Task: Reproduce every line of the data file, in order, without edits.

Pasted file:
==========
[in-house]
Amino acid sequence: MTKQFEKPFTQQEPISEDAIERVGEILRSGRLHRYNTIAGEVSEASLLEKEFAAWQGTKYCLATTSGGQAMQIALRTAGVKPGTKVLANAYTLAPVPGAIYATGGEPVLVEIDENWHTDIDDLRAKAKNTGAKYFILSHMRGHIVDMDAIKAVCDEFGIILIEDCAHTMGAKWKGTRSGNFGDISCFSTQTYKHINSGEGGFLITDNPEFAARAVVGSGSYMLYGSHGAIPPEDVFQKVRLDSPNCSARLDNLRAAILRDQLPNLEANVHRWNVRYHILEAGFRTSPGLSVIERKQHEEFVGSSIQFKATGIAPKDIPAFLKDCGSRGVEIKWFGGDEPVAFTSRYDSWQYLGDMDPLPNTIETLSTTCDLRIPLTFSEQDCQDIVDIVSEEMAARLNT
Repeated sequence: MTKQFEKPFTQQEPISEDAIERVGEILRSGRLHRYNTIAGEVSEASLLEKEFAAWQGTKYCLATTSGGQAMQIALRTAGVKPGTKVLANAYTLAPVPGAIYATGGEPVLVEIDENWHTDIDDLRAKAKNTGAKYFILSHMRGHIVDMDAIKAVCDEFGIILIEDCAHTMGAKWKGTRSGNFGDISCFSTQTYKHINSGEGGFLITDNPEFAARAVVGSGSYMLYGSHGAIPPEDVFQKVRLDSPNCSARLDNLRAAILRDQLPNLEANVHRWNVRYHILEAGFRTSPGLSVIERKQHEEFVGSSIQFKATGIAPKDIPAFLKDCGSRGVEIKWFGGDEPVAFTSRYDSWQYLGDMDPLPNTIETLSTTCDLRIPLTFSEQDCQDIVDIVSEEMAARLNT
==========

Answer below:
[in-house]
Amino acid sequence: MTKQFEKPFTQQEPISEDAIERVGEILRSGRLHRYNTIAGEVSEASLLEKEFAAWQGTKYCLATTSGGQAMQIALRTAGVKPGTKVLANAYTLAPVPGAIYATGGEPVLVEIDENWHTDIDDLRAKAKNTGAKYFILSHMRGHIVDMDAIKAVCDEFGIILIEDCAHTMGAKWKGTRSGNFGDISCFSTQTYKHINSGEGGFLITDNPEFAARAVVGSGSYMLYGSHGAIPPEDVFQKVRLDSPNCSARLDNLRAAILRDQLPNLEANVHRWNVRYHILEAGFRTSPGLSVIERKQHEEFVGSSIQFKATGIAPKDIPAFLKDCGSRGVEIKWFGGDEPVAFTSRYDSWQYLGDMDPLPNTIETLSTTCDLRIPLTFSEQDCQDIVDIVSEEMAARLNT
Repeated sequence: MTKQFEKPFTQQEPISEDAIERVGEILRSGRLHRYNTIAGEVSEASLLEKEFAAWQGTKYCLATTSGGQAMQIALRTAGVKPGTKVLANAYTLAPVPGAIYATGGEPVLVEIDENWHTDIDDLRAKAKNTGAKYFILSHMRGHIVDMDAIKAVCDEFGIILIEDCAHTMGAKWKGTRSGNFGDISCFSTQTYKHINSGEGGFLITDNPEFAARAVVGSGSYMLYGSHGAIPPEDVFQKVRLDSPNCSARLDNLRAAILRDQLPNLEANVHRWNVRYHILEAGFRTSPGLSVIERKQHEEFVGSSIQFKATGIAPKDIPAFLKDCGSRGVEIKWFGGDEPVAFTSRYDSWQYLGDMDPLPNTIETLSTTCDLRIPLTFSEQDCQDIVDIVSEEMAARLNT